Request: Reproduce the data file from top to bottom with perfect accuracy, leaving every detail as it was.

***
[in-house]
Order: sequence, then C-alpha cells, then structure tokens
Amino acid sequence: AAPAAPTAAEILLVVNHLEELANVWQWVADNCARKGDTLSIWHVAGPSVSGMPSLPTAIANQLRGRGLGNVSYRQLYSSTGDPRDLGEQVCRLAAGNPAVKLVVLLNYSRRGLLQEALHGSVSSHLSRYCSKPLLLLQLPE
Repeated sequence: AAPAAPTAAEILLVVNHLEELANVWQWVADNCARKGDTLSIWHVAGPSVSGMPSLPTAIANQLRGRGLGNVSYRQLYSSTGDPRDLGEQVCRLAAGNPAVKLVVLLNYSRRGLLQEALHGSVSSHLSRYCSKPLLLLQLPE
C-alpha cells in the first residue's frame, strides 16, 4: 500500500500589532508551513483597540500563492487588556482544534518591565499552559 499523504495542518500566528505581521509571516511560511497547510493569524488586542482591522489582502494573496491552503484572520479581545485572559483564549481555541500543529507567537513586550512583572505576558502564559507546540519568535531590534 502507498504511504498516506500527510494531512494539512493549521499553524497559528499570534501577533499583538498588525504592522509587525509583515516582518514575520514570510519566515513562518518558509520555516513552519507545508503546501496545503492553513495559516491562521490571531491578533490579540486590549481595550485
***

[in-house]
Order: sequence, then C-alpha cells, then structure tokens
Amino acid sequence: AAPAAPTAAEILLVVNHLEELANVWQWVADNCARKGDTLSIWHVAGPSVSGMPSLPTAIANQLRGRGLGNVSYRQLYSSTGDPRDLGEQVCRLAAGNPAVKLVVLLNYSRRGLLQEALHGSVSSHLSRYCSKPLLLLQLPE
Repeated sequence: AAPAAPTAAEILLVVNHLEELANVWQWVADNCARKGDTLSIWHVAGPSVSGMPSLPTAIANQLRGRGLGNVSYRQLYSSTGDPRDLGEQVCRLAAGNPAVKLVVLLNYSRRGLLQEALHGSVSSHLSRYCSKPLLLLQLPE
C-alpha cells in the first residue's frame, strides 16, 4: 500500500500589532508551513483597540500563492487588556482544534518591565499552559 499523504495542518500566528505581521509571516511560511497547510493569524488586542482591522489582502494573496491552503484572520479581545485572559483564549481555541500543529507567537513586550512583572505576558502564559507546540519568535531590534 502507498504511504498516506500527510494531512494539512493549521499553524497559528499570534501577533499583538498588525504592522509587525509583515516582518514575520514570510519566515513562518518558509520555516513552519507545508503546501496545503492553513495559516491562521490571531491578533490579540486590549481595550485